Portal Review

Valve has made multiple phenomenal games; Half-Life, Left 4 Dead, Team Fortress and Counter-Strike, along with a plethora of fan-made games created through their specialised source eingine such as Garry’s Mod and The Stanley Parable. But, out of all of these games – there is one unlike any other: Portal.

One of the things that makes Portal such a memorable and significant game outside from its gameplay is the writing. It starts off pretty normal, with the player being directed through a test facility. Very quickly the AI assisting you, GLaDOS, becomes increasingly more sarcastic, antagonistic and hostile. It’s just the way that the delivery is so outlandish and deadpan that GLaDOS makes you want to get away from her power and to want to destroy her.

Throughout the game, the level design feels futuristic and aesthetically pleasing but as you progress, you find yourself going outside the boundaries of where you’re meant to be and into a place that mirrors GLaDOS personality: Rotten and disgusting. And even though GLaDOS is the only “other” person in the game per-say, personalities are even given to the environment around you – the turrets, companion cube (that doesn’t speak) and the cores that you find at the end of the game that you use when you face-off against GLaDOS.

All of the levels in the game fun and require some thought to be able to complete them. Sometimes there’s that eureka moment when you realise how you’re meant to solve the chamber, and it feels pretty good! Even after you complete the game there are challenges maps where you have to beat the different test chambers while also fulfilling specific requirements such as least amount of portals, etc.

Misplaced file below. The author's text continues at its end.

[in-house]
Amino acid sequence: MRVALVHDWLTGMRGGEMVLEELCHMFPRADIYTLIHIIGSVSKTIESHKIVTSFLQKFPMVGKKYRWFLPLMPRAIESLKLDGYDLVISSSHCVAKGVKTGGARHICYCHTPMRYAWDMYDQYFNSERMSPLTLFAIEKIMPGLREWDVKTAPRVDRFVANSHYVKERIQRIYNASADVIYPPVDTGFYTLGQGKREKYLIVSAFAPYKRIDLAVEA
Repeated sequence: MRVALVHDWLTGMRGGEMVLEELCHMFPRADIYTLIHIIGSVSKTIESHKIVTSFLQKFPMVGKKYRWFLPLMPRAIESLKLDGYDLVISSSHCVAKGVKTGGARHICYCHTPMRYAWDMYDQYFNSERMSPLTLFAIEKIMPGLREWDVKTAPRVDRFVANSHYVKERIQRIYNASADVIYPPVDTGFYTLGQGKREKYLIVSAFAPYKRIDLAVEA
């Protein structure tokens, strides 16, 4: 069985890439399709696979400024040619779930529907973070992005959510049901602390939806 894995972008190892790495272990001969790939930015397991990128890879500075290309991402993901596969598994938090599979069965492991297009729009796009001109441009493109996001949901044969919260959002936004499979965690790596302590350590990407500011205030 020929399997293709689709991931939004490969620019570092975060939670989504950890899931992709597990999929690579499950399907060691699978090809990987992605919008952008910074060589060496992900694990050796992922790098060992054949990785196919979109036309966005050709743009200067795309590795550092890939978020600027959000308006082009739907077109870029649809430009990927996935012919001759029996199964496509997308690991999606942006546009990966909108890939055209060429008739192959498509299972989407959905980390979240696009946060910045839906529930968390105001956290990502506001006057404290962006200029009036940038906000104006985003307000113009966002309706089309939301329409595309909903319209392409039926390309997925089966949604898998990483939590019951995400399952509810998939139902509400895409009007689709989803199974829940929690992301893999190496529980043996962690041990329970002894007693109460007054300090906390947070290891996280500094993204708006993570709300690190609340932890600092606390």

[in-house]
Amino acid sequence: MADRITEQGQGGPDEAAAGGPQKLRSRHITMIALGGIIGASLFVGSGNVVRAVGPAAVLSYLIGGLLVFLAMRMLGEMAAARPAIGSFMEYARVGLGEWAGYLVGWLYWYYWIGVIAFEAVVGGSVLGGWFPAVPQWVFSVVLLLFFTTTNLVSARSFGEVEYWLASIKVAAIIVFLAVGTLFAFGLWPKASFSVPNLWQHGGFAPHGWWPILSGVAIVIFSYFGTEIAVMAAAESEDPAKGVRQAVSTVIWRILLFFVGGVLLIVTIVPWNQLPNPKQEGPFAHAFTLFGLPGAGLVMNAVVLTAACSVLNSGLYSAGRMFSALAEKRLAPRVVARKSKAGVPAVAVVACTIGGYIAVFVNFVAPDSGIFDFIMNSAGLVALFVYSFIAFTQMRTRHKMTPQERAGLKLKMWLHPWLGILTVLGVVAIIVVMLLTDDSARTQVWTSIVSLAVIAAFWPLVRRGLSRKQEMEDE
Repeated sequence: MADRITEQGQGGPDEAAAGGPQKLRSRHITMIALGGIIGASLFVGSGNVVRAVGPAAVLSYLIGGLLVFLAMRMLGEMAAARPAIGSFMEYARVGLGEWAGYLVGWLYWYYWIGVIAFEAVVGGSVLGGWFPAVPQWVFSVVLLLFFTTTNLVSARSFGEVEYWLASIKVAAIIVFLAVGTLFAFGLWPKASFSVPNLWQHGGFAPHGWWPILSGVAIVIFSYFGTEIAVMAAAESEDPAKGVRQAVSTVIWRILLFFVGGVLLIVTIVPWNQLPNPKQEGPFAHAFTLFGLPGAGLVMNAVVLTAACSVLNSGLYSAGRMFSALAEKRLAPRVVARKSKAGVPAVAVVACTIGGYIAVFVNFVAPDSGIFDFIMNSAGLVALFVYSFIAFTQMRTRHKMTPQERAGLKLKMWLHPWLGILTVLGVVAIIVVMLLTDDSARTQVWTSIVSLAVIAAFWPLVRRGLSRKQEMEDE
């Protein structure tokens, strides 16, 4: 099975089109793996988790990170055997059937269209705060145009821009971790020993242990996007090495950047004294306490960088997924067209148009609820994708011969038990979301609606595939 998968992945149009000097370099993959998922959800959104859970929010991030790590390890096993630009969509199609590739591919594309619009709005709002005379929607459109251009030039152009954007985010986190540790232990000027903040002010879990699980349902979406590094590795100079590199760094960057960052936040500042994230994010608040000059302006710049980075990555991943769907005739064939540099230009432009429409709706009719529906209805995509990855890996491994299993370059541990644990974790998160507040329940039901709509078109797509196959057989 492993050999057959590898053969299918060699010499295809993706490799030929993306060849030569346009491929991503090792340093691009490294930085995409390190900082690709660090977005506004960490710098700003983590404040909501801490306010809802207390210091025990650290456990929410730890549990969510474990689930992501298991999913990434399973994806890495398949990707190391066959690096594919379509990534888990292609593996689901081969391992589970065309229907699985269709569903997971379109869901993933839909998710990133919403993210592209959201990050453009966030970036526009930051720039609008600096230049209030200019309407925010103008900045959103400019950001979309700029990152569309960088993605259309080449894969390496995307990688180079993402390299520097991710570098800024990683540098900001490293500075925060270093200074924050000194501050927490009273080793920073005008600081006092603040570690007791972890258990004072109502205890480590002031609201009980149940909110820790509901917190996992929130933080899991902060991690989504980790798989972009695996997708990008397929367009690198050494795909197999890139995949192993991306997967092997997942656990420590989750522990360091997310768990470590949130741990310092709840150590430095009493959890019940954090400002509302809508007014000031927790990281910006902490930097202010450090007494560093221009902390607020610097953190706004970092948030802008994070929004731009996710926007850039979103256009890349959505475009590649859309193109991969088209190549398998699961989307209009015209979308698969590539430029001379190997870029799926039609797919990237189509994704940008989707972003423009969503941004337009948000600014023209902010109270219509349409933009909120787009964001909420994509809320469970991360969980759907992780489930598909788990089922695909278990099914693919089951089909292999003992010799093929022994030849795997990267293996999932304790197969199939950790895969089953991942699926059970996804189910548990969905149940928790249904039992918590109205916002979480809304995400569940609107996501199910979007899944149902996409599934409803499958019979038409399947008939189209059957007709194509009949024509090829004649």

It’s almost impossible to talk about this game without mentioning Still Alive. In terms of best endings to a videogame, Portal’s credits have to be up there in at least Top 3 category. It’s so different to any other ending – snarky, retrospective and just beautiful. Chances are if you’ve been a gamer for a good while, you’ll recognise Still Alive and the phrase “The cake is a lie”, which just shows what an enormous impact Portal has had not only on the gaming industry, but popular culture as a whole.

My one issue with the game is that it’s too short. It feels like a demo of what a full game could be like – a proof-of-concept, if you will. That’s not a bad thing by any means, I just wish there was more to it. But what it is in the final the game is absolutely fantastic.

The presentation of Portal makes it feel like an ambitious indie game – but yet it has the backing of one of the biggest game companies in the world. It’s such an interesting contrast but one that works very well in the game’s favour.

Portal feels like a unique capsule in time for Valve’s golden era. An idea that Valve had never tried before, slyly added on to their biggest gaming deal yet – The Orange Box (which was packed in along with Team Fortress 2 and the Half-Life 2 games) – which already had two established IPs that people were looking forward to. It was a risky move putting Portal on there, but it absolutely paid off and made the game the cult classic and beloved videogame that it is today.

8 – Amazing

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